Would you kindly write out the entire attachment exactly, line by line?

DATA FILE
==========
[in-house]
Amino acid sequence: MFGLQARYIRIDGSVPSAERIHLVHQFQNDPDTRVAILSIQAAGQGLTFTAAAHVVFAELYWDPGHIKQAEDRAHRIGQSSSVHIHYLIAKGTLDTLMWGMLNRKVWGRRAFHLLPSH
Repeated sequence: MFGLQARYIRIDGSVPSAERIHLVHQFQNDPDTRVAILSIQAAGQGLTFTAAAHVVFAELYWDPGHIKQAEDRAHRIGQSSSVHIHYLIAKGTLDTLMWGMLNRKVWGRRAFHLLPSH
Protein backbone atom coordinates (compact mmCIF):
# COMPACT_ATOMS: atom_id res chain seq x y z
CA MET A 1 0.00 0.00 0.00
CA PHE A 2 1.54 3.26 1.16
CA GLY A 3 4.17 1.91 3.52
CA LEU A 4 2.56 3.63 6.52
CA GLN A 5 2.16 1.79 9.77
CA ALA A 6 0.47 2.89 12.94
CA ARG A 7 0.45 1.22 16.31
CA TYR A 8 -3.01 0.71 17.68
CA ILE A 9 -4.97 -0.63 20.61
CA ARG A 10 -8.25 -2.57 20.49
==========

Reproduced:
[in-house]
Amino acid sequence: MFGLQARYIRIDGSVPSAERIHLVHQFQNDPDTRVAILSIQAAGQGLTFTAAAHVVFAELYWDPGHIKQAEDRAHRIGQSSSVHIHYLIAKGTLDTLMWGMLNRKVWGRRAFHLLPSH
Repeated sequence: MFGLQARYIRIDGSVPSAERIHLVHQFQNDPDTRVAILSIQAAGQGLTFTAAAHVVFAELYWDPGHIKQAEDRAHRIGQSSSVHIHYLIAKGTLDTLMWGMLNRKVWGRRAFHLLPSH
Protein backbone atom coordinates (compact mmCIF):
# COMPACT_ATOMS: atom_id res chain seq x y z
CA MET A 1 0.00 0.00 0.00
CA PHE A 2 1.54 3.26 1.16
CA GLY A 3 4.17 1.91 3.52
CA LEU A 4 2.56 3.63 6.52
CA GLN A 5 2.16 1.79 9.77
CA ALA A 6 0.47 2.89 12.94
CA ARG A 7 0.45 1.22 16.31
CA TYR A 8 -3.01 0.71 17.68
CA ILE A 9 -4.97 -0.63 20.61
CA ARG A 10 -8.25 -2.57 20.49